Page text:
Tax-Based Student Aid Overview

When you are thinking about ways to pay for college, don't overlook tax-based student aid programs. Although you don't receive the money from these programs until you file your income taxes the following calendar year, the money you get back can help fund expenses the next academic year. Families receive $14.8 billion of student aid in the form of education tax benefits on an annual basis. Surprisingly, 27% of eligible students don't take advantage of tax-deferred benefits.

Tax-based student aid for college comes in the following forms:

  • Credits: A credit reduces your tax liability (the amount of tax that you pay to the government) dollar for dollar.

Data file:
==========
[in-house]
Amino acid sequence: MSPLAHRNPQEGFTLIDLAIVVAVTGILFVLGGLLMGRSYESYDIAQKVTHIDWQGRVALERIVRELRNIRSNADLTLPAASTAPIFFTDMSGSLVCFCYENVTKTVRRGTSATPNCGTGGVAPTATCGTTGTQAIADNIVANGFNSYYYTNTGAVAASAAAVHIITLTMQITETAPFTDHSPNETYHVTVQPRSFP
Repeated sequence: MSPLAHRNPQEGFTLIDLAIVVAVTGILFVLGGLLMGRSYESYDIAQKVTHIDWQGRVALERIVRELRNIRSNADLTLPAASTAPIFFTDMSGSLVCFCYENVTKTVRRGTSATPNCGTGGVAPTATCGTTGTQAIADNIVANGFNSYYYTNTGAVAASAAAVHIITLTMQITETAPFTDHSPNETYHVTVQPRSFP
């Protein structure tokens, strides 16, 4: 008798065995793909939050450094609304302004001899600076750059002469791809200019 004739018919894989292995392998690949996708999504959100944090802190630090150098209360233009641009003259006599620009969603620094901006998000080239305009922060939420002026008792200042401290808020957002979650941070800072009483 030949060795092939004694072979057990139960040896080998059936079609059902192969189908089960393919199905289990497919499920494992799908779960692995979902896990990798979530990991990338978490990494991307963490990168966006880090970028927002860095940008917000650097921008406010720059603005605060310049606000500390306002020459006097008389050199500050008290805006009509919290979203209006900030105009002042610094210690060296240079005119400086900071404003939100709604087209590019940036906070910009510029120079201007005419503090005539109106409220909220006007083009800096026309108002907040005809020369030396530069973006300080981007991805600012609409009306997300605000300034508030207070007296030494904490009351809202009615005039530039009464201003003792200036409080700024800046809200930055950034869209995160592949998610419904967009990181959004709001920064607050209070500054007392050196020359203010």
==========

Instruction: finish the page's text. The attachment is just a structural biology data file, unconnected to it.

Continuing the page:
• Deductions: A deduction reduces your amount of taxable income.
  • Savings Incentive Programs: A savings incentive program, such as a 529 Plan or Coverdell ESA, allows you or your family to save and invest money tax-free for certain education expenses.

Some examples of tax-based student aid programs you may be eligible for include:

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